CSIRO researchers reported that metallic nanoparticles can be used as components of computers powered by light rather than electric currents.
The nanoparticles can control and manipulate the flow of light in photonic circuits in computers that should be much more powerful than their electronic counterparts.
Nanoscale optical circuits: controlling light using localized surface plasmon resonances
T.J. Davis, K. C. Vernon, D. E. Gómez
CSIRO Materials Science and Engineering, Normanby Road, Clayton VIC 3168, Australia
We discuss the idea of metallic nanoparticles as elements in optical circuits for controlling and manipulating light at the nanoscale. The nanoparticles act like passive electrical components, controlling the flow of energy and its resonances.
Localized surface plasmon (LSP) resonances are surfacecharge oscillations that are associated with metallic nanoparticles. The oscillation frequencies occur in the infrared and visible regions of the optical spectrum and can be excited by light. Because the LSP oscillations are the result of the collective motion of the conduction electrons in the metal they provide a means by which light can be captured, manipulated and re-emitted. II. METALLIC NANOPARTICLE S AS OPTICAL COMPONENTS
Plasmonic nanoparticles may play an important role as components in optical circuits. A gold nanorod in the shape of a rectangular prism of width 30 nm, length 100 nm and thickness 20 nm has a geometric cross sectional area of 0.003 m2. However, at resonance, its optical cross sectional area is about 0.076 m2 which is some 25 times larger. This means the nanoparticle efficiently captures optics optical energy so that we can think of it as an optical antenna – capturing optical energy and efficiently reradiating it.
Because the LSP is an electrical phenomenon, it is possible to modify the behaviour of the resonances by placing two or more nanoparticles in close proximity . Their mutual electric fi elds overlap and influence the resonances in a variety o f ways, sometimes leading to unexpected results. One example is the formation of “ dark modes ”, which are closely related to an effect known as the plasmonic equivalent of electromagnetically-induced transparency that was demonstrated recently . The resonances of this type form part of the class of Fano resonances .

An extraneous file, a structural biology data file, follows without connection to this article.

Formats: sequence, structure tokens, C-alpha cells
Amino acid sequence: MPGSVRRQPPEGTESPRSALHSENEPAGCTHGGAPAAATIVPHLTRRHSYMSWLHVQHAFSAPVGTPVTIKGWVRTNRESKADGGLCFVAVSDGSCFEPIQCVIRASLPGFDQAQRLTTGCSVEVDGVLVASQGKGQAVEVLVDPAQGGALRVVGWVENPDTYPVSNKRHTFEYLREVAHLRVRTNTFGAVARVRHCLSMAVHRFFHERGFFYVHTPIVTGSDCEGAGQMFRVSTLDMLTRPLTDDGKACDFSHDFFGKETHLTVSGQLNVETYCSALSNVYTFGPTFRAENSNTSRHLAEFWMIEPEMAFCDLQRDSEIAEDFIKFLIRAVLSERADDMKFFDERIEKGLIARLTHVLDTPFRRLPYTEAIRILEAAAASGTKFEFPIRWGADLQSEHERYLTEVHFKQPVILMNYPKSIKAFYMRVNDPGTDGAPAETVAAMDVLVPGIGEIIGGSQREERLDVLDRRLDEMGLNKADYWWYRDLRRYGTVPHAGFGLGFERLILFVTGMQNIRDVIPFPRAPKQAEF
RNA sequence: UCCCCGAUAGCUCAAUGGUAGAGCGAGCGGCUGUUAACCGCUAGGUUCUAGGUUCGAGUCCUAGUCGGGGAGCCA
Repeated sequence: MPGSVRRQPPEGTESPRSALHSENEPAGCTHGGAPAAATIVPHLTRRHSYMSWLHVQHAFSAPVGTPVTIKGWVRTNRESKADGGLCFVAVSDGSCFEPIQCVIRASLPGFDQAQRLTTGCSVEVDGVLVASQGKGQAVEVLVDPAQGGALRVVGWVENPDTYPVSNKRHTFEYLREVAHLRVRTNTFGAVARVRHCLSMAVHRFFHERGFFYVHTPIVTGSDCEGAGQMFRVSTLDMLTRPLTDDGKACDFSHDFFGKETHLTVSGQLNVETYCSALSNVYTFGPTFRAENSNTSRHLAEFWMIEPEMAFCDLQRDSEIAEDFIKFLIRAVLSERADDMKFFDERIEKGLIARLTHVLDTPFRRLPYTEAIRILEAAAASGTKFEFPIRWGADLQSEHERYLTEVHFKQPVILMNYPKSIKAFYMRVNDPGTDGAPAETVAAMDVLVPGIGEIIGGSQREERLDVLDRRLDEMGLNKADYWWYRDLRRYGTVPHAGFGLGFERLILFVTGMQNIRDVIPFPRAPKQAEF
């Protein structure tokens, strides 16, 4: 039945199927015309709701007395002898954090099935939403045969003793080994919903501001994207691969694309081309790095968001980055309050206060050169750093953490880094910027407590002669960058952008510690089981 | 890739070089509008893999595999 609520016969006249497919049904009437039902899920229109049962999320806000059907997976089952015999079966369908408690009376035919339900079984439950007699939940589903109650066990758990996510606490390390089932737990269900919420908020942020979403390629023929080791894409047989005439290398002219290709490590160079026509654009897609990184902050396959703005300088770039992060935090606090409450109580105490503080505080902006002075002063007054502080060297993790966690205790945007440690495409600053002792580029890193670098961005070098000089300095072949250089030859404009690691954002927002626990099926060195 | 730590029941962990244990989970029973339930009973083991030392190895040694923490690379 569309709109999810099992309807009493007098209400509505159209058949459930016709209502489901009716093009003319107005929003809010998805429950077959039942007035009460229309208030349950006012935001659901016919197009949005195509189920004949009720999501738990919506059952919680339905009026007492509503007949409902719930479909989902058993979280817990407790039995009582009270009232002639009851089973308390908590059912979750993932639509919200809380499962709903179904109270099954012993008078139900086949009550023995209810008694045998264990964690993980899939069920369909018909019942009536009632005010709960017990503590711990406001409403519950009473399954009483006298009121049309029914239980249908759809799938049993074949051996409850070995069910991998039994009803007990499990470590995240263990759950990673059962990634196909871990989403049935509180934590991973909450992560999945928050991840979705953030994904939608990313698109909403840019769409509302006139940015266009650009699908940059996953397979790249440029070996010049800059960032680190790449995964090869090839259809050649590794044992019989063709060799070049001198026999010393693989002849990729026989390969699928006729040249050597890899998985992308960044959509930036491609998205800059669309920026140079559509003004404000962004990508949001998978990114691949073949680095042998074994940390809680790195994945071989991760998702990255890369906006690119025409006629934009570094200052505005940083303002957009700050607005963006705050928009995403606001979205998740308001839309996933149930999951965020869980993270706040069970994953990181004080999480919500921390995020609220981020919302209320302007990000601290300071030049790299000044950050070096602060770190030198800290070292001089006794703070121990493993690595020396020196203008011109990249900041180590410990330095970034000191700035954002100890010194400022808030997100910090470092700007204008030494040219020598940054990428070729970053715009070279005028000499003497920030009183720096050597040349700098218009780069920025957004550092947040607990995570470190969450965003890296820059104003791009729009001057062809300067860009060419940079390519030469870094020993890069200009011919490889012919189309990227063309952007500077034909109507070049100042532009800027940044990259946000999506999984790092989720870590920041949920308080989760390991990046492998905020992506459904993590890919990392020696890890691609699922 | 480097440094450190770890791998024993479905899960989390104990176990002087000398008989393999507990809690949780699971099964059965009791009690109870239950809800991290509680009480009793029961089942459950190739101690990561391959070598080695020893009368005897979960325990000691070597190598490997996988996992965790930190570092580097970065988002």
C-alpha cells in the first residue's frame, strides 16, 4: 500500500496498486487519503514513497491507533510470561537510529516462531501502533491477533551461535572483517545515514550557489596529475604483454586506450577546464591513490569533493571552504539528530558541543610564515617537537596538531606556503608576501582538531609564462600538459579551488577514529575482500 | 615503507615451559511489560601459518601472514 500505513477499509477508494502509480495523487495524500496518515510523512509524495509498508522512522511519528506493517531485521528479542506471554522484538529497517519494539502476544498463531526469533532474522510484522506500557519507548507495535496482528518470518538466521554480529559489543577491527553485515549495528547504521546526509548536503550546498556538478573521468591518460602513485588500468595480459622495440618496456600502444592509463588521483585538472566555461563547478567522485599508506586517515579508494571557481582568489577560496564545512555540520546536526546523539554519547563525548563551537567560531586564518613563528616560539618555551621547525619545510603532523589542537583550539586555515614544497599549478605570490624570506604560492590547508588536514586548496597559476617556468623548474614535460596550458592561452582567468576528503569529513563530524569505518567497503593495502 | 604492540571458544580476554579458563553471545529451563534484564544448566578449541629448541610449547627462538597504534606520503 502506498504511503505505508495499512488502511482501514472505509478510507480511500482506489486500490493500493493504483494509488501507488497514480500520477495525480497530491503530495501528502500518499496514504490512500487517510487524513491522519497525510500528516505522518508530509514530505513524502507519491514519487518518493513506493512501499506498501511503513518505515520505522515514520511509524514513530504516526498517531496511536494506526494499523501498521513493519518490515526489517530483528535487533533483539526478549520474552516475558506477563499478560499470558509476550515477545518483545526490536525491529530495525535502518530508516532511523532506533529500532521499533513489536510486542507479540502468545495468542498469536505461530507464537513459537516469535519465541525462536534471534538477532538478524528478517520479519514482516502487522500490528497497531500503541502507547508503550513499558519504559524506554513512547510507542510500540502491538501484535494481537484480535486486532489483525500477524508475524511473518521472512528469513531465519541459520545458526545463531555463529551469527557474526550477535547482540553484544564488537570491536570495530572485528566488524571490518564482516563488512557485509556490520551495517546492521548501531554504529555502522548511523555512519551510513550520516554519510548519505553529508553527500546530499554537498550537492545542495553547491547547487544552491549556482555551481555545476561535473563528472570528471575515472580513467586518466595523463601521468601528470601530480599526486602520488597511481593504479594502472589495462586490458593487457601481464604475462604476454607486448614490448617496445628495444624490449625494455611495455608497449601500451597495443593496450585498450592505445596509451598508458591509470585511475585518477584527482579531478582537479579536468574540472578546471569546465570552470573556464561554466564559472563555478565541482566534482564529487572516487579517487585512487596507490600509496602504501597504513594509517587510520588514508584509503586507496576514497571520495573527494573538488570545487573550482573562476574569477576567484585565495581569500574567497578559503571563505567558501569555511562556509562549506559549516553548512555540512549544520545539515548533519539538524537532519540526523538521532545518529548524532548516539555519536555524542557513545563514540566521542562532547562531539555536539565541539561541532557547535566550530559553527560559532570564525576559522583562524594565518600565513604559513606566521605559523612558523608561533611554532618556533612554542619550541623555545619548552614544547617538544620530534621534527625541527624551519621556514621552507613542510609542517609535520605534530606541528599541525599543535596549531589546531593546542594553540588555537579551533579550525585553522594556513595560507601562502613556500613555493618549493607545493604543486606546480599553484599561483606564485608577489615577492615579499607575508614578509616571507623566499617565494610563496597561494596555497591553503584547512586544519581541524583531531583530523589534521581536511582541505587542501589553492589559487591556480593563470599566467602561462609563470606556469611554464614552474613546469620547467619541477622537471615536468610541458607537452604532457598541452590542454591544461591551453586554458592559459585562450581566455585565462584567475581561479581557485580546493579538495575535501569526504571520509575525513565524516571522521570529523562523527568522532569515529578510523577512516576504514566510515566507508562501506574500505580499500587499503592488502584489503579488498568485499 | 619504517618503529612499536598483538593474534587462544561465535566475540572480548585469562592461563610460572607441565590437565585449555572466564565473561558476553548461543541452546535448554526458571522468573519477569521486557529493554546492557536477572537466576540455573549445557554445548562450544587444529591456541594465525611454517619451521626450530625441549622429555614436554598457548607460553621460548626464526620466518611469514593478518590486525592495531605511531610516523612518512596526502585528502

Nanoparticle structures can be used to mimic the behaviour of electrical circuits. One example is the plasmonic equivalent of the Wheatstone bridge circuit used in electrical engineering . The plasmonic circuit is expected to show similar properties as the Wheatstone bridge, being sensitive to optical phase shifts and producing a polarized light signal related to the degree of imbalance in the circuit. Configurations of nanoparticles are analogous to passive electrical components that react in a linear fashion to the applied light fields. Modern electronics relies heavily on nonlinear devices, such as diodes for controlling the frequency content of signals or transistors for providing gain and electrical modulation of signals. Can we create devices that do the same for light? Optical control of light is relatively difficult because light does not interact with itself and optical nonlinearity is usually achieved only with intense light fields. Surface plasmons, on the other hand, are an electrical phenomenon that can interact strongly with electrons in nearby materials, such as excitons in semiconductor nanocrystals . By converting the light energy into electric energy, we open up the possibility of creating devices that can manipulate this energy and re-radiate it as a modified light signal (Fig. 1).
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Tim Davis, email@example.com